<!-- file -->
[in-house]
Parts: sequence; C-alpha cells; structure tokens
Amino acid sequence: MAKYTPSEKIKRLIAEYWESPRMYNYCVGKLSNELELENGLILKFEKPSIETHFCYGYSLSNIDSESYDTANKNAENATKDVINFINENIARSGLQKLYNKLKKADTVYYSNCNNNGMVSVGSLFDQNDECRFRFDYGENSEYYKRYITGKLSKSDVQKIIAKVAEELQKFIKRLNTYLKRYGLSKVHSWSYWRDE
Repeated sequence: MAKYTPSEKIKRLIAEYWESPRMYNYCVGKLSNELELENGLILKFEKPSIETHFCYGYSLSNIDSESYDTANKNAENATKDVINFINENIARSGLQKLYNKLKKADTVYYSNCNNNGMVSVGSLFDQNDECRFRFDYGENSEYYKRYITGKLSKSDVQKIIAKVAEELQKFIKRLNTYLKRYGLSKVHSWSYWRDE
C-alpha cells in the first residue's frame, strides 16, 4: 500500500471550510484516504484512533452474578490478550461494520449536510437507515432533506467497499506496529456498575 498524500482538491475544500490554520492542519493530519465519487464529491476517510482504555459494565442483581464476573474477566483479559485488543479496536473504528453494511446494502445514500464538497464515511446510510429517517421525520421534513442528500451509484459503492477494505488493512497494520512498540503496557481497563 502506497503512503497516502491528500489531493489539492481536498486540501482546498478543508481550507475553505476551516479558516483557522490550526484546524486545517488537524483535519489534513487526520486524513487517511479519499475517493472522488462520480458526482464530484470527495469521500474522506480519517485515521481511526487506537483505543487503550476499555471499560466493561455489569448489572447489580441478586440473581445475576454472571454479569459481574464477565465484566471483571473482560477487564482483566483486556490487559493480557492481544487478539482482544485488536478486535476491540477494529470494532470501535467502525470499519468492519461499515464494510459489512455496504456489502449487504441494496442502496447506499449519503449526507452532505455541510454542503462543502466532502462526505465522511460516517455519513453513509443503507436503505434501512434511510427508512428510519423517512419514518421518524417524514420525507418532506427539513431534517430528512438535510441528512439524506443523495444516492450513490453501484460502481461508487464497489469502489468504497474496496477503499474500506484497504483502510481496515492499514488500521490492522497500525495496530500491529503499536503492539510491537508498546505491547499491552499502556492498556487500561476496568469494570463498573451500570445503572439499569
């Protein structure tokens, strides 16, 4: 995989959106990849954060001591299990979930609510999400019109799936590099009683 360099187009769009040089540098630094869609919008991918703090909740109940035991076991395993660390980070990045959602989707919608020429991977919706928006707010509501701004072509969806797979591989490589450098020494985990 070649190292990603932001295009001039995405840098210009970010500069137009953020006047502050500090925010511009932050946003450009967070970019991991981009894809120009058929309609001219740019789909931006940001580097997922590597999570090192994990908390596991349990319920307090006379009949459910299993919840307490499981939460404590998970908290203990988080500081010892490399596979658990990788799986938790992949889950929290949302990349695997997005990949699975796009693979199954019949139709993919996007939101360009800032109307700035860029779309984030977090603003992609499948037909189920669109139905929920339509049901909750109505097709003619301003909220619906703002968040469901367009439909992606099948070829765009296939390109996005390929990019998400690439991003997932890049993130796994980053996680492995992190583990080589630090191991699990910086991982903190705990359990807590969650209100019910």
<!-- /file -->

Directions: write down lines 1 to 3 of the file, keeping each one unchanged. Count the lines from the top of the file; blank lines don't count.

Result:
[in-house]
Parts: sequence; C-alpha cells; structure tokens
Amino acid sequence: MAKYTPSEKIKRLIAEYWESPRMYNYCVGKLSNELELENGLILKFEKPSIETHFCYGYSLSNIDSESYDTANKNAENATKDVINFINENIARSGLQKLYNKLKKADTVYYSNCNNNGMVSVGSLFDQNDECRFRFDYGENSEYYKRYITGKLSKSDVQKIIAKVAEELQKFIKRLNTYLKRYGLSKVHSWSYWRDE